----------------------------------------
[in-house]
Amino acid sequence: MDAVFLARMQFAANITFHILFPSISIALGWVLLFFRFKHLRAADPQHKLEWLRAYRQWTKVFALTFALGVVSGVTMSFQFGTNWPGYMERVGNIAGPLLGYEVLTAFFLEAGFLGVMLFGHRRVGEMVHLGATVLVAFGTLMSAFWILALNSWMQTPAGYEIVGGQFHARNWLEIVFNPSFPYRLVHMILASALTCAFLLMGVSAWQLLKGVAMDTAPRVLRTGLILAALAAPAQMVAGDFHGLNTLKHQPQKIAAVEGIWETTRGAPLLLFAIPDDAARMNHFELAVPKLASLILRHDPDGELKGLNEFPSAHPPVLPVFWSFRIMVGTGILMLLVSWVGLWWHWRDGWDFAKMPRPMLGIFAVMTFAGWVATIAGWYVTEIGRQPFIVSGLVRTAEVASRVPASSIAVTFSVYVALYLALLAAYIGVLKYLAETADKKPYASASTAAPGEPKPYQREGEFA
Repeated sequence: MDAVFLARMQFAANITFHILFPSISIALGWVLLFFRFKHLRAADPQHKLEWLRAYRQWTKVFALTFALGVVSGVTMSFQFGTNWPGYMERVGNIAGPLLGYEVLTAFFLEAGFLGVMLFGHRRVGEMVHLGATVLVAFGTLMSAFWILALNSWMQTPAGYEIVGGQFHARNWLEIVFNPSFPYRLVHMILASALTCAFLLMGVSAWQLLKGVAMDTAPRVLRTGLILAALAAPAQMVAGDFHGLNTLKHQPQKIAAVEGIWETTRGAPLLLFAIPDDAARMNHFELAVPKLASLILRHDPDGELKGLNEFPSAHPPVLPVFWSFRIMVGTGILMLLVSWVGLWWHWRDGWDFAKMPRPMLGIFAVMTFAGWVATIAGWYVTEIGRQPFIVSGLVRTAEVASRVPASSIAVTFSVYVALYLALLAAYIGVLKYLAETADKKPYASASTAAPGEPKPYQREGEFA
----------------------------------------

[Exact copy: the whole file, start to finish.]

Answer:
[in-house]
Amino acid sequence: MDAVFLARMQFAANITFHILFPSISIALGWVLLFFRFKHLRAADPQHKLEWLRAYRQWTKVFALTFALGVVSGVTMSFQFGTNWPGYMERVGNIAGPLLGYEVLTAFFLEAGFLGVMLFGHRRVGEMVHLGATVLVAFGTLMSAFWILALNSWMQTPAGYEIVGGQFHARNWLEIVFNPSFPYRLVHMILASALTCAFLLMGVSAWQLLKGVAMDTAPRVLRTGLILAALAAPAQMVAGDFHGLNTLKHQPQKIAAVEGIWETTRGAPLLLFAIPDDAARMNHFELAVPKLASLILRHDPDGELKGLNEFPSAHPPVLPVFWSFRIMVGTGILMLLVSWVGLWWHWRDGWDFAKMPRPMLGIFAVMTFAGWVATIAGWYVTEIGRQPFIVSGLVRTAEVASRVPASSIAVTFSVYVALYLALLAAYIGVLKYLAETADKKPYASASTAAPGEPKPYQREGEFA
Repeated sequence: MDAVFLARMQFAANITFHILFPSISIALGWVLLFFRFKHLRAADPQHKLEWLRAYRQWTKVFALTFALGVVSGVTMSFQFGTNWPGYMERVGNIAGPLLGYEVLTAFFLEAGFLGVMLFGHRRVGEMVHLGATVLVAFGTLMSAFWILALNSWMQTPAGYEIVGGQFHARNWLEIVFNPSFPYRLVHMILASALTCAFLLMGVSAWQLLKGVAMDTAPRVLRTGLILAALAAPAQMVAGDFHGLNTLKHQPQKIAAVEGIWETTRGAPLLLFAIPDDAARMNHFELAVPKLASLILRHDPDGELKGLNEFPSAHPPVLPVFWSFRIMVGTGILMLLVSWVGLWWHWRDGWDFAKMPRPMLGIFAVMTFAGWVATIAGWYVTEIGRQPFIVSGLVRTAEVASRVPASSIAVTFSVYVALYLALLAAYIGVLKYLAETADKKPYASASTAAPGEPKPYQREGEFA